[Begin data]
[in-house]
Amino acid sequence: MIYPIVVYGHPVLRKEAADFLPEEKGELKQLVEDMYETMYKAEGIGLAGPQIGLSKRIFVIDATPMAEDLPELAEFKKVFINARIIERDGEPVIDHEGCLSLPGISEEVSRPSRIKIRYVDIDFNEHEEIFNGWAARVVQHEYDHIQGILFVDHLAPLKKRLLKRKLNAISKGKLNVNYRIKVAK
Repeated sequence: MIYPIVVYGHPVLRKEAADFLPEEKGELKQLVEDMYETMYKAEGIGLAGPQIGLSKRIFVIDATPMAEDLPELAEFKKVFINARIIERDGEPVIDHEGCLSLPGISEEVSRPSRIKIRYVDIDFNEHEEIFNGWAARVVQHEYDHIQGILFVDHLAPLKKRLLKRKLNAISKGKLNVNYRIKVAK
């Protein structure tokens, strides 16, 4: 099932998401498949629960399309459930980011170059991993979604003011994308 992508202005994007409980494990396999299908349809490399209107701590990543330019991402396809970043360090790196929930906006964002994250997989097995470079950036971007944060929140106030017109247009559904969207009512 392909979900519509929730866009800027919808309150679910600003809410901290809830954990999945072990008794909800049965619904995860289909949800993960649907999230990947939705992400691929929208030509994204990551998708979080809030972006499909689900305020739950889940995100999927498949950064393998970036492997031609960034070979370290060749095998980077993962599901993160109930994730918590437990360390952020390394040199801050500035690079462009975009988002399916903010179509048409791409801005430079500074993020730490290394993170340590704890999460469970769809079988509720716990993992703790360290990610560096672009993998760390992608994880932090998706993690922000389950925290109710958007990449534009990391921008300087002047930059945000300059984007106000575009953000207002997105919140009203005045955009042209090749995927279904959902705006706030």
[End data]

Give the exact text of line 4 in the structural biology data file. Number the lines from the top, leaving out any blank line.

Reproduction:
């Protein structure tokens, strides 16, 4: 099932998401498949629960399309459930980011170059991993979604003011994308 992508202005994007409980494990396999299908349809490399209107701590990543330019991402396809970043360090790196929930906006964002994250997989097995470079950036971007944060929140106030017109247009559904969207009512 392909979900519509929730866009800027919808309150679910600003809410901290809830954990999945072990008794909800049965619904995860289909949800993960649907999230990947939705992400691929929208030509994204990551998708979080809030972006499909689900305020739950889940995100999927498949950064393998970036492997031609960034070979370290060749095998980077993962599901993160109930994730918590437990360390952020390394040199801050500035690079462009975009988002399916903010179509048409791409801005430079500074993020730490290394993170340590704890999460469970769809079988509720716990993992703790360290990610560096672009993998760390992608994880932090998706993690922000389950925290109710958007990449534009990391921008300087002047930059945000300059984007106000575009953000207002997105919140009203005045955009042209090749995927279904959902705006706030």